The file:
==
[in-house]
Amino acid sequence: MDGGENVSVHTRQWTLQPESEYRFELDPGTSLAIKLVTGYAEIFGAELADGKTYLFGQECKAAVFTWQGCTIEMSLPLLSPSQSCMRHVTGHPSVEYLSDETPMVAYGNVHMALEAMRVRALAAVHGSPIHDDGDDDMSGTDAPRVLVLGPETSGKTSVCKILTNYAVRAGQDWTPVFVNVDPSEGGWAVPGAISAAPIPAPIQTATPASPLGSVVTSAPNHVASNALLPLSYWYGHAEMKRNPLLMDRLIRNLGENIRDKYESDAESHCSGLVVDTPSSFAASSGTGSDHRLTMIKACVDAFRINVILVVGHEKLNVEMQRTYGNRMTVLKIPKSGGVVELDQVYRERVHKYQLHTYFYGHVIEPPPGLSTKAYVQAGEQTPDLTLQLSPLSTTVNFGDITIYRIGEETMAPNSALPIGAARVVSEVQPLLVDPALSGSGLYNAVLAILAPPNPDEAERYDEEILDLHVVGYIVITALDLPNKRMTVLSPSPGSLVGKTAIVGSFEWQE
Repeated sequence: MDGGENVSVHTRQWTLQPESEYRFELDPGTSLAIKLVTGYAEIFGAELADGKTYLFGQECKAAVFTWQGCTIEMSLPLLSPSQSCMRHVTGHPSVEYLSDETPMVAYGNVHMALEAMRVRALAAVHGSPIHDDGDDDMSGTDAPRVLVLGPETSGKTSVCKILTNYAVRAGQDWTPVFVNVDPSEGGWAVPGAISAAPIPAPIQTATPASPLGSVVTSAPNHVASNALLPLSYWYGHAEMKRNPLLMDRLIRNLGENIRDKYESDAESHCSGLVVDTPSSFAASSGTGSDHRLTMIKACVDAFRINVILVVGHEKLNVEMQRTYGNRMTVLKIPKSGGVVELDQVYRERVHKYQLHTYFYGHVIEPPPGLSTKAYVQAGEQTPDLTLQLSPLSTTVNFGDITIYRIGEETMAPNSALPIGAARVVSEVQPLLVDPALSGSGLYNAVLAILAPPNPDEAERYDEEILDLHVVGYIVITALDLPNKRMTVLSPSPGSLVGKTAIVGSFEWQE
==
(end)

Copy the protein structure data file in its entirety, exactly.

[in-house]
Amino acid sequence: MDGGENVSVHTRQWTLQPESEYRFELDPGTSLAIKLVTGYAEIFGAELADGKTYLFGQECKAAVFTWQGCTIEMSLPLLSPSQSCMRHVTGHPSVEYLSDETPMVAYGNVHMALEAMRVRALAAVHGSPIHDDGDDDMSGTDAPRVLVLGPETSGKTSVCKILTNYAVRAGQDWTPVFVNVDPSEGGWAVPGAISAAPIPAPIQTATPASPLGSVVTSAPNHVASNALLPLSYWYGHAEMKRNPLLMDRLIRNLGENIRDKYESDAESHCSGLVVDTPSSFAASSGTGSDHRLTMIKACVDAFRINVILVVGHEKLNVEMQRTYGNRMTVLKIPKSGGVVELDQVYRERVHKYQLHTYFYGHVIEPPPGLSTKAYVQAGEQTPDLTLQLSPLSTTVNFGDITIYRIGEETMAPNSALPIGAARVVSEVQPLLVDPALSGSGLYNAVLAILAPPNPDEAERYDEEILDLHVVGYIVITALDLPNKRMTVLSPSPGSLVGKTAIVGSFEWQE
Repeated sequence: MDGGENVSVHTRQWTLQPESEYRFELDPGTSLAIKLVTGYAEIFGAELADGKTYLFGQECKAAVFTWQGCTIEMSLPLLSPSQSCMRHVTGHPSVEYLSDETPMVAYGNVHMALEAMRVRALAAVHGSPIHDDGDDDMSGTDAPRVLVLGPETSGKTSVCKILTNYAVRAGQDWTPVFVNVDPSEGGWAVPGAISAAPIPAPIQTATPASPLGSVVTSAPNHVASNALLPLSYWYGHAEMKRNPLLMDRLIRNLGENIRDKYESDAESHCSGLVVDTPSSFAASSGTGSDHRLTMIKACVDAFRINVILVVGHEKLNVEMQRTYGNRMTVLKIPKSGGVVELDQVYRERVHKYQLHTYFYGHVIEPPPGLSTKAYVQAGEQTPDLTLQLSPLSTTVNFGDITIYRIGEETMAPNSALPIGAARVVSEVQPLLVDPALSGSGLYNAVLAILAPPNPDEAERYDEEILDLHVVGYIVITALDLPNKRMTVLSPSPGSLVGKTAIVGSFEWQE